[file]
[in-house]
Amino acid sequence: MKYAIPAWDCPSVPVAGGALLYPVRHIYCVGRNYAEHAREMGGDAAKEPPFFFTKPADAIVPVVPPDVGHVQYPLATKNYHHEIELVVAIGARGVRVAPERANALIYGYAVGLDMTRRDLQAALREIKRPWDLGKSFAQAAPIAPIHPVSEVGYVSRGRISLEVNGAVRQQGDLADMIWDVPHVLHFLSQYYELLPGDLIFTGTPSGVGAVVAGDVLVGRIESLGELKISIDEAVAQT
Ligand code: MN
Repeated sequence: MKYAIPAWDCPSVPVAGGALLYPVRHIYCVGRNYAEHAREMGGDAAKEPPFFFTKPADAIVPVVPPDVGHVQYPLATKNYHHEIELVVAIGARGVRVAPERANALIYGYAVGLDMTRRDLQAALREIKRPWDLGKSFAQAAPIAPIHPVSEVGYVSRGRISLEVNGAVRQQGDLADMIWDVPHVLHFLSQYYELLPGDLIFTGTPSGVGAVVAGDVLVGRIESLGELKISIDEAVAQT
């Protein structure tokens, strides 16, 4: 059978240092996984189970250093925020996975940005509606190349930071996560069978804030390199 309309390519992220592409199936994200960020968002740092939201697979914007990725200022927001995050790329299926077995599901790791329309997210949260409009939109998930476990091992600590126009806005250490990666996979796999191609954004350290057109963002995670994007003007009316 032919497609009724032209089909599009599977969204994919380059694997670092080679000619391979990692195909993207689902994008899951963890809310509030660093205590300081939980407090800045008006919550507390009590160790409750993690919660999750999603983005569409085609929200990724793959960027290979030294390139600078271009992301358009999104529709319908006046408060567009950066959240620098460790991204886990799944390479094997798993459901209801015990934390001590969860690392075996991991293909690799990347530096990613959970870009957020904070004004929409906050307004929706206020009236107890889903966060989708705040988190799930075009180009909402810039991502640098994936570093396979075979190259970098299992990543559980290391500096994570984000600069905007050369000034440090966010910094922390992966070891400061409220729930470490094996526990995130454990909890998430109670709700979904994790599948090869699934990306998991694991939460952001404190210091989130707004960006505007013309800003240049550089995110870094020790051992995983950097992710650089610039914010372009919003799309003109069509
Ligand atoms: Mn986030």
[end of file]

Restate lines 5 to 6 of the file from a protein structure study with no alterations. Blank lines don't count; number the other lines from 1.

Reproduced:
């Protein structure tokens, strides 16, 4: 059978240092996984189970250093925020996975940005509606190349930071996560069978804030390199 309309390519992220592409199936994200960020968002740092939201697979914007990725200022927001995050790329299926077995599901790791329309997210949260409009939109998930476990091992600590126009806005250490990666996979796999191609954004350290057109963002995670994007003007009316 032919497609009724032209089909599009599977969204994919380059694997670092080679000619391979990692195909993207689902994008899951963890809310509030660093205590300081939980407090800045008006919550507390009590160790409750993690919660999750999603983005569409085609929200990724793959960027290979030294390139600078271009992301358009999104529709319908006046408060567009950066959240620098460790991204886990799944390479094997798993459901209801015990934390001590969860690392075996991991293909690799990347530096990613959970870009957020904070004004929409906050307004929706206020009236107890889903966060989708705040988190799930075009180009909402810039991502640098994936570093396979075979190259970098299992990543559980290391500096994570984000600069905007050369000034440090966010910094922390992966070891400061409220729930470490094996526990995130454990909890998430109670709700979904994790599948090869699934990306998991694991939460952001404190210091989130707004960006505007013309800003240049550089995110870094020790051992995983950097992710650089610039914010372009919003799309003109069509
Ligand atoms: Mn986030």